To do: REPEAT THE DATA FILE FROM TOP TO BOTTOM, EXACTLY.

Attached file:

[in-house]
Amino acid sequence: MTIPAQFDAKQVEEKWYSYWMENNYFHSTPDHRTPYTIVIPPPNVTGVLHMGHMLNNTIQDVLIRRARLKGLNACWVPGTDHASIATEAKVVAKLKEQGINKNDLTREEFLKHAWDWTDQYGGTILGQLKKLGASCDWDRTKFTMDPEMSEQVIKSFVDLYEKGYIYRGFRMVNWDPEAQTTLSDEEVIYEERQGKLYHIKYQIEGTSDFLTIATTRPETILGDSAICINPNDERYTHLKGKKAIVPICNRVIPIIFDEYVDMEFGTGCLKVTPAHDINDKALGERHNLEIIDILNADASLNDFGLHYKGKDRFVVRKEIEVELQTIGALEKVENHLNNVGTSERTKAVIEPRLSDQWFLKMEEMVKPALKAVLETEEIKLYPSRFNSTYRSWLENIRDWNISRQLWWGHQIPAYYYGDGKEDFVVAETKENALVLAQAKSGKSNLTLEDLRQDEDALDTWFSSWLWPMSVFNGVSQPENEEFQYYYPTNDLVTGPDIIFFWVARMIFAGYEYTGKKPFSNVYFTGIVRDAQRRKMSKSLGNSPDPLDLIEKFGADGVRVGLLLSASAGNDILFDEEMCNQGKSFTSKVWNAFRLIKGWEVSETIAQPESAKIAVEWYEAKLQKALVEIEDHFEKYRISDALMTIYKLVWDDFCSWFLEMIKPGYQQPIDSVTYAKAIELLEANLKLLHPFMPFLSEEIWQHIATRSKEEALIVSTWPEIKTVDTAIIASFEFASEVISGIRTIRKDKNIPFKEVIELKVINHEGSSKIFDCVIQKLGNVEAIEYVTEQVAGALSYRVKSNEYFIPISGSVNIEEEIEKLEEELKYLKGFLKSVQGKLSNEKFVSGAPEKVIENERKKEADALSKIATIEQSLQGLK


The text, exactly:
[in-house]
Amino acid sequence: MTIPAQFDAKQVEEKWYSYWMENNYFHSTPDHRTPYTIVIPPPNVTGVLHMGHMLNNTIQDVLIRRARLKGLNACWVPGTDHASIATEAKVVAKLKEQGINKNDLTREEFLKHAWDWTDQYGGTILGQLKKLGASCDWDRTKFTMDPEMSEQVIKSFVDLYEKGYIYRGFRMVNWDPEAQTTLSDEEVIYEERQGKLYHIKYQIEGTSDFLTIATTRPETILGDSAICINPNDERYTHLKGKKAIVPICNRVIPIIFDEYVDMEFGTGCLKVTPAHDINDKALGERHNLEIIDILNADASLNDFGLHYKGKDRFVVRKEIEVELQTIGALEKVENHLNNVGTSERTKAVIEPRLSDQWFLKMEEMVKPALKAVLETEEIKLYPSRFNSTYRSWLENIRDWNISRQLWWGHQIPAYYYGDGKEDFVVAETKENALVLAQAKSGKSNLTLEDLRQDEDALDTWFSSWLWPMSVFNGVSQPENEEFQYYYPTNDLVTGPDIIFFWVARMIFAGYEYTGKKPFSNVYFTGIVRDAQRRKMSKSLGNSPDPLDLIEKFGADGVRVGLLLSASAGNDILFDEEMCNQGKSFTSKVWNAFRLIKGWEVSETIAQPESAKIAVEWYEAKLQKALVEIEDHFEKYRISDALMTIYKLVWDDFCSWFLEMIKPGYQQPIDSVTYAKAIELLEANLKLLHPFMPFLSEEIWQHIATRSKEEALIVSTWPEIKTVDTAIIASFEFASEVISGIRTIRKDKNIPFKEVIELKVINHEGSSKIFDCVIQKLGNVEAIEYVTEQVAGALSYRVKSNEYFIPISGSVNIEEEIEKLEEELKYLKGFLKSVQGKLSNEKFVSGAPEKVIENERKKEADALSKIATIEQSLQGLK